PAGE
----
Thursday, April 17, 2008

Prove Yourself Boy!

The latest attempt to regulate online content has reared its ugly head in the form of a false pretense. Of course, it's all about freeing up bandwidth, so that everyones computer will operate a little faster. Can someone tell me how accessing a blog will slow things up.

Yes, I have been waiting for the day, my own blog has been blocked by our school system. I knew this day was coming. While I was at a training one Friday at a Highschool in another County in Maryland, all blogs were blocked. Waiting to start the training, I tried to access my aggregator to read my blogs. What? Pageflakes is blocked? I laughed, thinking that my own district would never do this.

The difference seems to lie in whether your blogging site is deemed a "social networking site" or a "learning networking site". My district has blocked all "social networking" sites. I guess Blogger is considered social. Oh well. We all know how schools think of being social. 90% of the day, students aren't allowed to talk.

I contacted our tech. guy and told him that I sometime use my professional blog in my class to show students the methods in which I learn on a daily basis. I know he is just the messenger, so I am not upset with him. I also know that this was not a personal attack on me. The tech decision makers didn't get together and say "We have to get rid of this guys blog, he's spending too much work time on it". However this may have went down, I am somewhat disappointed in our school system. When they want to block sites from use for the employees and students of the district, they need to think of what they are actually blocking. When they block whole categories, they need to think of the message they are sending to the teachers and the students. Blocking is saying "WE DON'T TRUST YOU". Not only do they have trust issues, but blocking some of these sites are doing our students a disservice in the classroom. Especially in a classroom like mine. I tend to use many sites to engage students on a daily basis. My options are beginning to be limited. I hope they don't block our WIKI. This would make many students revolt. I don't think the district wants 200 3-5 graders knocking on their door with questions :)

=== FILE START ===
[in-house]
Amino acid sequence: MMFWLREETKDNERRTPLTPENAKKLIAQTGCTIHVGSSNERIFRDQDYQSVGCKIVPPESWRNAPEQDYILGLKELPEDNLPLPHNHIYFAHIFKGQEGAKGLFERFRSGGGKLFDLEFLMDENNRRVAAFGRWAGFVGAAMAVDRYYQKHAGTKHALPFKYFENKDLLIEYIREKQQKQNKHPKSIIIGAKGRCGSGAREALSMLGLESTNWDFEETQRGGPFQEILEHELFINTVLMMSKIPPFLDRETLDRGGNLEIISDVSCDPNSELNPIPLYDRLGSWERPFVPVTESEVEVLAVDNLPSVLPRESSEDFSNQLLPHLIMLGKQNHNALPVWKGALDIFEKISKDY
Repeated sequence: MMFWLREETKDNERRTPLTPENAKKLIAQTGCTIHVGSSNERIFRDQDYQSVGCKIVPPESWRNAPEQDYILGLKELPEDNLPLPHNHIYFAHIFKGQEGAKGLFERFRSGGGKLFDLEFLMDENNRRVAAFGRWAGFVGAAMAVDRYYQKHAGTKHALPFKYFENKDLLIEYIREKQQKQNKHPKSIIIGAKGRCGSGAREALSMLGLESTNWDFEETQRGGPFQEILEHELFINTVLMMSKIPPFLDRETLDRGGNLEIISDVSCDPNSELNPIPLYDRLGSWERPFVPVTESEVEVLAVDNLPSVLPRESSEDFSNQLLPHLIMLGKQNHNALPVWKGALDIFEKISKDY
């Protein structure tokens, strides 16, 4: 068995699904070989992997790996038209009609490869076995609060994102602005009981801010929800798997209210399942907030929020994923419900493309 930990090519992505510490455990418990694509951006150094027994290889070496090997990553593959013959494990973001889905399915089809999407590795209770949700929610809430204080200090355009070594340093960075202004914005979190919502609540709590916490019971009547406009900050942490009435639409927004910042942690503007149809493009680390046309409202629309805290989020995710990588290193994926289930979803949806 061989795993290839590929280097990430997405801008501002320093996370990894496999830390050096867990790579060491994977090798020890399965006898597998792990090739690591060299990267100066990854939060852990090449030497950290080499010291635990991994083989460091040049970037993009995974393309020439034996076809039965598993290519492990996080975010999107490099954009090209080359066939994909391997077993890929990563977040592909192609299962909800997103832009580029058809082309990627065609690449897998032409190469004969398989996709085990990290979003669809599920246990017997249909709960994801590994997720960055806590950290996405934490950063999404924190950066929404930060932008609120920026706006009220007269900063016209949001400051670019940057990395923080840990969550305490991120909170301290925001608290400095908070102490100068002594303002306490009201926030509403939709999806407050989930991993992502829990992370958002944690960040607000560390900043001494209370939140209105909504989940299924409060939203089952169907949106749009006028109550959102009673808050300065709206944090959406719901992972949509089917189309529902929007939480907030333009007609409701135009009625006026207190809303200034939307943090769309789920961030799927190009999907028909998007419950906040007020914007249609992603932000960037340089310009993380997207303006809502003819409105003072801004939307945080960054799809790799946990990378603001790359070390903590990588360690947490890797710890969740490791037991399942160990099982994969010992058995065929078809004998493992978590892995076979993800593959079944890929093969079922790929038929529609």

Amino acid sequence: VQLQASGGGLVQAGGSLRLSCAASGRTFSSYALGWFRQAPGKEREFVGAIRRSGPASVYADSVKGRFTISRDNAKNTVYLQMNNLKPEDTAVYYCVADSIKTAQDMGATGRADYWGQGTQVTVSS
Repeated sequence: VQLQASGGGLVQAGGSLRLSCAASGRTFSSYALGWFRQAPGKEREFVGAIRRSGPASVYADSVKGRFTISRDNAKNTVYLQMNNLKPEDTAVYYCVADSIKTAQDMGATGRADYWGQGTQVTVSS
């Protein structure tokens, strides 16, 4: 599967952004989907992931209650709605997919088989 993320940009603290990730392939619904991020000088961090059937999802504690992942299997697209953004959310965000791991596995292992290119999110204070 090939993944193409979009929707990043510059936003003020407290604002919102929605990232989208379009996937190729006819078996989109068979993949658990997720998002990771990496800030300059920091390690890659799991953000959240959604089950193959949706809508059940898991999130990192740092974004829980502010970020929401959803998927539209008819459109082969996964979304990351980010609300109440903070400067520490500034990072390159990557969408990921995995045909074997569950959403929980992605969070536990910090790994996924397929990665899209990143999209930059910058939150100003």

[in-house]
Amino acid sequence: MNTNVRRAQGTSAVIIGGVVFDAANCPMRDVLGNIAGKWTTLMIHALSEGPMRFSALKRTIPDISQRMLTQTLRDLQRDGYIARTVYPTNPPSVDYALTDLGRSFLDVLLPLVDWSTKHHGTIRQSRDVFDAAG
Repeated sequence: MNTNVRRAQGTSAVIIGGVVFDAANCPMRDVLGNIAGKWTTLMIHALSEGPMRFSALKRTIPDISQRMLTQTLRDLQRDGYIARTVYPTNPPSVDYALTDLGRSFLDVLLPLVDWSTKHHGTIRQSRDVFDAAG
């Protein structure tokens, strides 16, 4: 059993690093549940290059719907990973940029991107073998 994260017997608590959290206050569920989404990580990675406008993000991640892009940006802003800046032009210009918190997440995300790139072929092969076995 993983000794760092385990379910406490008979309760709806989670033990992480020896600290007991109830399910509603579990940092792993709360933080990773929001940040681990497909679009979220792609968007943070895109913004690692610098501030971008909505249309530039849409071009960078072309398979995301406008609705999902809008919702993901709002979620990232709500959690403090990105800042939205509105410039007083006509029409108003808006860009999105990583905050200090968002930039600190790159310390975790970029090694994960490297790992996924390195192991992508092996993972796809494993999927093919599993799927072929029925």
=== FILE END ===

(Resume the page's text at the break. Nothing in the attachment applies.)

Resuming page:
Any way, enough with a rant. Now it is down to me proving that my Blog is educational. What exactly does that mean? How do I prove this? Do I need to invite some Board Members into my classroom on a day that I share an aspect of my Personal Learning Network? Should I invite each of you to a Board Meeting to show them how many people I learn from on a daily basis by being "social"? I don't know the answer. But I need to find one quick.

Sunday, April 6, 2008

Help! From the Network

My mother has been an Art teacher for 37 years. She is still teaching Sculpture and Ceramics in a High School setting. She approached me today with a few questions...

1. How can I get my students to listen when I give direction?

2. What type of 21st Century activities can I incorporate in my curriculum?

I relayed to her the importance of being involved in a Network on the internet. She is very interested in using tools such as blogs to refresh her teaching and engage the students. I came up with many ideas. I mentioned the importance of letting the students have a voice in her class. I mentioned that she should have a student ran classroom instead of her always teaching them how to do everything. She liked the idea, but seemed hesitant.

Now, I am asking my network...

Does anyone know of any good blogs or resources my mom could use to answer some of her questions?